The Guardian – Tom Phillips / Trump steps up Maduro pressure with sanctions on Venezuelan oil company
- The Trump administration has tightened the screws on Venezuela’s Nicolás Maduro, announcing sanctions against the country’s state-owned oil company PDVSA. The sanctions represent the US’s toughest economic move against Maduro to date.
- US National Security Advisor John Bolton said $7bn of PDVSA assets would be immediately blocked as a result of the sanctions, while the company would also lose an estimated $11bn in export proceeds over the coming year. The US is the biggest importer of Venezuelan crude.
- Republican senator Marco Rubio: “Venezuela’s oil belongs to the Venezuelan people and the money for oil will now go to them through the legitimate government of Guaido.”
- As he took the stage, Bolton was holding a notepad with a handwritten note that appeared to read: “5,000 troops to Colombia.” “The president has made it very clear on this matter that all option are on the table,” said Bolton.
- US and Taliban negotiators have agreed on a draft framework for a peace deal seeking to put an end to the 17-year conflict in Afghanistan.
- Zalmay Khalilzad, the US Special Representative for Afghanistan Reconciliation, said the Taliban had pledged not to give terrorist groups like al-Qaeda safe haven – a key demand from Washington if it pulls out troops.
- The Trump administration’s strategy has been to put pressure on the Taliban to negotiate with the Afghan government. The Taliban say they will only begin negotiations with the Afghan government once a firm date for troop withdrawal has been agreed.
- The Taliban are speaking from a position of relative strength. It is estimated that about 15 million people – half the Afghan population – are living in areas either controlled by the Taliban or where the militants are openly present and regularly mount attacks.
- Foreign Policy – Michael Hirsh / Ryan Crocker: The Taliban will ‘retake the country’
Al-Monitor – Jack Detsch / Mattis departure risks US policy void as Yemen pact falls apart
- As renewed clashes between the Saudi-led coalition and the Houthi rebels threaten to wipe out the fragile truce in the key port city of Hodeidah, Acting Defense Secretary Patrick Shanahan has deputized John Rood, the department’s No. 3 official, to engage with the UN on Yemen.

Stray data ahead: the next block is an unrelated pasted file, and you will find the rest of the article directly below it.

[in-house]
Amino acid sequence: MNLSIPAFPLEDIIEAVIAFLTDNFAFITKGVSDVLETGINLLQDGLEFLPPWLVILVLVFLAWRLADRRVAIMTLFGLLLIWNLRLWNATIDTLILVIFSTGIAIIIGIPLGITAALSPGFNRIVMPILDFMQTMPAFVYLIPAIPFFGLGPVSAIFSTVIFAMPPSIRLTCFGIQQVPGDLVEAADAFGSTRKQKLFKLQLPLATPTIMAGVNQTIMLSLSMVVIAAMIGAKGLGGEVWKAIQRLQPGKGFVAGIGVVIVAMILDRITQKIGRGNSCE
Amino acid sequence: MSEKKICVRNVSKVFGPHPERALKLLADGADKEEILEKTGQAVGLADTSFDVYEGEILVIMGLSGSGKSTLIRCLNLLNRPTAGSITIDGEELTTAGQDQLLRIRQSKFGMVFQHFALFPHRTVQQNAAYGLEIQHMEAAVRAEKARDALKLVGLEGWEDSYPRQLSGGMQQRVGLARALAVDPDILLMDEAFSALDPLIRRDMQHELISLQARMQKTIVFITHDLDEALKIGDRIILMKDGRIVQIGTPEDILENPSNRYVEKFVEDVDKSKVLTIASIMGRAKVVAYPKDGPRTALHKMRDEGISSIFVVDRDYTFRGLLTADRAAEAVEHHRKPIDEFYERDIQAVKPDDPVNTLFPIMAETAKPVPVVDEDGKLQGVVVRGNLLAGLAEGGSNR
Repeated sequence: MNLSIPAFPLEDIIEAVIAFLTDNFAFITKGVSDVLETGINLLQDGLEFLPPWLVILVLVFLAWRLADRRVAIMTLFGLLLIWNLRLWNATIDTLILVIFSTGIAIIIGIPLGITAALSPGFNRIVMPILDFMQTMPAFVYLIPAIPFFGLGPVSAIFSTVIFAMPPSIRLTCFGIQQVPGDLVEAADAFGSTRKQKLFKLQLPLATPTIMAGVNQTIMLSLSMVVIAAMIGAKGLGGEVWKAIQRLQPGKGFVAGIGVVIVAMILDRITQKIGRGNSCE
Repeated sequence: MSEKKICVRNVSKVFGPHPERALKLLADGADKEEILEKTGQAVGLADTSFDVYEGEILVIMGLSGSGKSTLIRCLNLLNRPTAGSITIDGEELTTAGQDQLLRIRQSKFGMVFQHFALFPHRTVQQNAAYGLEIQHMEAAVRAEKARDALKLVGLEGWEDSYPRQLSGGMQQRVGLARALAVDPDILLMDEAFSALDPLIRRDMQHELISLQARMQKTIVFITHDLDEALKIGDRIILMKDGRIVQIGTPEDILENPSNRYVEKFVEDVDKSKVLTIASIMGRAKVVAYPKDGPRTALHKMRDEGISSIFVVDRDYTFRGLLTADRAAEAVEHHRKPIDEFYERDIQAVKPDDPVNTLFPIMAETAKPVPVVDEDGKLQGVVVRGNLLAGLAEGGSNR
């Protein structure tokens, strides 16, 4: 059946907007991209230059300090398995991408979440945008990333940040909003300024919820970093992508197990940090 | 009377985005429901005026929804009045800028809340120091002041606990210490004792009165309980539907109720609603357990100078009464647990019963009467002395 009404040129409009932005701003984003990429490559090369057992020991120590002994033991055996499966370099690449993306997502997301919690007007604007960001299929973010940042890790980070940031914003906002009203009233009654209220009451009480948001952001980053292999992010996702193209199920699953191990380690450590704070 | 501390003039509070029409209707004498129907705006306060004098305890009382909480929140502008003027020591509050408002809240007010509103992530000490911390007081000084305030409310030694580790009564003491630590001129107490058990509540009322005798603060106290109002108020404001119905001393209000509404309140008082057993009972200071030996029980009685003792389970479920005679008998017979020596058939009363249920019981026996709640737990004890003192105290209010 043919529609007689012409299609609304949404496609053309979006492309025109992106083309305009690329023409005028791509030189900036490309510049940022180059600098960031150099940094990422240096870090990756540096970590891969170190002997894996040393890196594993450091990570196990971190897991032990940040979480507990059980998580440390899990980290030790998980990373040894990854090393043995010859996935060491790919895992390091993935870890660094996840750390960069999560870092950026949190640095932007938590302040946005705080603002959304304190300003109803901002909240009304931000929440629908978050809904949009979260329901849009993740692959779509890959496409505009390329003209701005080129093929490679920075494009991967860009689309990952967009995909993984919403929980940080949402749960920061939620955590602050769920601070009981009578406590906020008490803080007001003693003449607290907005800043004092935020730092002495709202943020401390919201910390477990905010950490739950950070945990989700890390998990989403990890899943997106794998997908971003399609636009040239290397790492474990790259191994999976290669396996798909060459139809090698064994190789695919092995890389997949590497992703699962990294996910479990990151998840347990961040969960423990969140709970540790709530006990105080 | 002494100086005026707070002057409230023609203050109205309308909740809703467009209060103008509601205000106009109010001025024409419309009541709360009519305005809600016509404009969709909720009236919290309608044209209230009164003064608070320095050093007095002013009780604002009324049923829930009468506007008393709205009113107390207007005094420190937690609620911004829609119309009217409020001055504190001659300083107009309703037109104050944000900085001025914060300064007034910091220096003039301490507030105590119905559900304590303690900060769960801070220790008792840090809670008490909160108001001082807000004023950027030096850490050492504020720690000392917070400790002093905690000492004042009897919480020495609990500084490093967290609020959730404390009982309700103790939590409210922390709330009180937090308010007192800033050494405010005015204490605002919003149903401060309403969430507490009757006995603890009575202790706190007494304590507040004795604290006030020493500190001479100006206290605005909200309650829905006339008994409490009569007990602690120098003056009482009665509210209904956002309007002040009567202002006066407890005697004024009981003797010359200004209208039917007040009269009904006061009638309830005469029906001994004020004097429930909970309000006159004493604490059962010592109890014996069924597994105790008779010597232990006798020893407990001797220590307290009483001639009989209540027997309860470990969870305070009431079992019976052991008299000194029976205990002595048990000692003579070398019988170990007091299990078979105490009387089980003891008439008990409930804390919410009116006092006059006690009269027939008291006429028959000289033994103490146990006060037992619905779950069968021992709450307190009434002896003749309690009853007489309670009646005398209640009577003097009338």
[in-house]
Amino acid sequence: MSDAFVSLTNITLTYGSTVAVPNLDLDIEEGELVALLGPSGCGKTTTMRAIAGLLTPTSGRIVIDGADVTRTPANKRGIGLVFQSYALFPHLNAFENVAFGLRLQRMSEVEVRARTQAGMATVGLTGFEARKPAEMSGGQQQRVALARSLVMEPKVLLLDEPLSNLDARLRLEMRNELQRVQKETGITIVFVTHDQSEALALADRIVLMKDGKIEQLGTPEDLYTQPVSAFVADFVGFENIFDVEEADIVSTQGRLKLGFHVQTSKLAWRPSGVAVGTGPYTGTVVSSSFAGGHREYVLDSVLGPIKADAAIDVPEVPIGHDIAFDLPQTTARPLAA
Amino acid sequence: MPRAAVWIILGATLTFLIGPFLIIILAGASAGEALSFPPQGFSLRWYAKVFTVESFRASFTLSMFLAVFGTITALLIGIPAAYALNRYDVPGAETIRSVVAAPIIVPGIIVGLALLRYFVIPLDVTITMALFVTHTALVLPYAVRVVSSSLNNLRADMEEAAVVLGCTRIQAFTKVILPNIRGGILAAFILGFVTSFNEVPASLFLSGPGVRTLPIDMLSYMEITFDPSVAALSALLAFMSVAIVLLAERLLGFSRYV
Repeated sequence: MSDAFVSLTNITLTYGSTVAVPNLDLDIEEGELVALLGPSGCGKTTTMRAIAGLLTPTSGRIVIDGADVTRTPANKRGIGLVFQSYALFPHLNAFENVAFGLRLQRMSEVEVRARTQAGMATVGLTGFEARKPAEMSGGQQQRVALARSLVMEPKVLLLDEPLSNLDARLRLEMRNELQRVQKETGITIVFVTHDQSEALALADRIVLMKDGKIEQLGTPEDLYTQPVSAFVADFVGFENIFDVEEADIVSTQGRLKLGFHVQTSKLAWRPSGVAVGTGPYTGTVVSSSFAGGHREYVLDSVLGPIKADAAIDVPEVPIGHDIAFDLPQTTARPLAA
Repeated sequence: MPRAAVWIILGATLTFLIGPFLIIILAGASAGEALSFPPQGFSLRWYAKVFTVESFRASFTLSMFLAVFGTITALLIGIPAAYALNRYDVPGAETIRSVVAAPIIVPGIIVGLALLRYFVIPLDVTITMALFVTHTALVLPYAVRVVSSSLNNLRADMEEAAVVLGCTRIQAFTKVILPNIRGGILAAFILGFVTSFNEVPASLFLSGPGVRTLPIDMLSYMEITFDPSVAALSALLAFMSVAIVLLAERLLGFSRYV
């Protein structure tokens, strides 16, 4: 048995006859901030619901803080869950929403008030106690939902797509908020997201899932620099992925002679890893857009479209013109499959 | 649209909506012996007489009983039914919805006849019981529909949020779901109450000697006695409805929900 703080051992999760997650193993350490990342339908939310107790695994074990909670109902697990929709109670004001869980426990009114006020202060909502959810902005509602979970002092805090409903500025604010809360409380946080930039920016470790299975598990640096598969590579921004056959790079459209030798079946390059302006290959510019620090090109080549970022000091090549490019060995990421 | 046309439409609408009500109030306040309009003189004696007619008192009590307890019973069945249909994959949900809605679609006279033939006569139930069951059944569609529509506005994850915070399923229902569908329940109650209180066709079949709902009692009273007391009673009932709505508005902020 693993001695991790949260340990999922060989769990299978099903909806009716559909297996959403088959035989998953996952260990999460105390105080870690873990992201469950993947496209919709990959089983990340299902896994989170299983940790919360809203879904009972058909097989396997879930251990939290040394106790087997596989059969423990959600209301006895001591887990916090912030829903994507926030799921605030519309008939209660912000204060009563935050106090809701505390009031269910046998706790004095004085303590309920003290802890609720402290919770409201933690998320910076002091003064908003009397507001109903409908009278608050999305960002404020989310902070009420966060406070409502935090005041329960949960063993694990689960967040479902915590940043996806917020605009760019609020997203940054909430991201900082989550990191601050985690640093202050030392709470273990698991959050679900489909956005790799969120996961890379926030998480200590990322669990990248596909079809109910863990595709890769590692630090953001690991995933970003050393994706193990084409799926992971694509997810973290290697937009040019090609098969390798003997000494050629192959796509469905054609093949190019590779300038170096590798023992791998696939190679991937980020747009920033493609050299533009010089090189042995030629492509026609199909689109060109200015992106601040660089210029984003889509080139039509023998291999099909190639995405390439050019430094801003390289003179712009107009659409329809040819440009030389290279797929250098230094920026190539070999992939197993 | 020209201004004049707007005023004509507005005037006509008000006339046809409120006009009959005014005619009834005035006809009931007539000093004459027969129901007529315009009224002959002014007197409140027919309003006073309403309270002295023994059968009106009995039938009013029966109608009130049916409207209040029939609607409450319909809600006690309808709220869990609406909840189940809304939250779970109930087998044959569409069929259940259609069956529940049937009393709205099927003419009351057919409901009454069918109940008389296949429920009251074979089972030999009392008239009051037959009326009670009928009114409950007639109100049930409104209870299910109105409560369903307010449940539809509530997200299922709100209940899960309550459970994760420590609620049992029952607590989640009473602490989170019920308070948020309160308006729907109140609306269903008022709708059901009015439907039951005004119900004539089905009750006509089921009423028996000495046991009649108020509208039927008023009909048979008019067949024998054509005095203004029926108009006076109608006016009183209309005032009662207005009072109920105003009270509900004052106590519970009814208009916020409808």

- After James Mattis departure, some experts worry that Shanahan and Rood, both former defense industry executives, lack the contacts and credibility with Arab allies needed to salvage the deal.
- The Defense Department’s new leaders have not publicly emphasized the Yemen talks in recent weeks. Since assuming the job about three weeks ago, Shanahan, who served as Mattis’ deputy, has been consumed by the US withdrawal from Syria.
- House Democrats plan to reintroduce a challenge to the Trump administration’s war powers to support the Saudi-led coalition; the lower chamber passed a similar bill in November.
Euractiv – Robert Malley / The EU’s moment: Cast adrift by the US, threatened by Russia and China
- Under normal circumstances, this would be a moment for the US and EU to join forces and push back against Russian interference or Chinese trade practices, but circumstances are anything but normal. Europe is caught between an ally on which it cannot rely and two major powers it cannot ignore.
- That’s only half the story. Developments in European countries share a common thread. In France, after having benefited from the delegitimisation of traditional political parties and social mediators, President Macron finds himself confronting the very popular mood that helped him rise to power.
- The tragedy for the EU, in sum, is to have reached the moment of its greatest utility just as it reached the moment of its grimmest crisis. And still – in scenarios as diverse as Ukraine, Iran, Yemen and Venezuela – Europe can serve as a political mediator of sorts.
- There are no indispensable nations. But there are times when it is harder to dispense with some countries than at others. When it comes to the EU and its member states, today is one such time.
The selected pieces do not necessarily reflect the views of Javier Solana and ESADEgeo. The summaries above may include word-for-word excerpts from their respective pieces.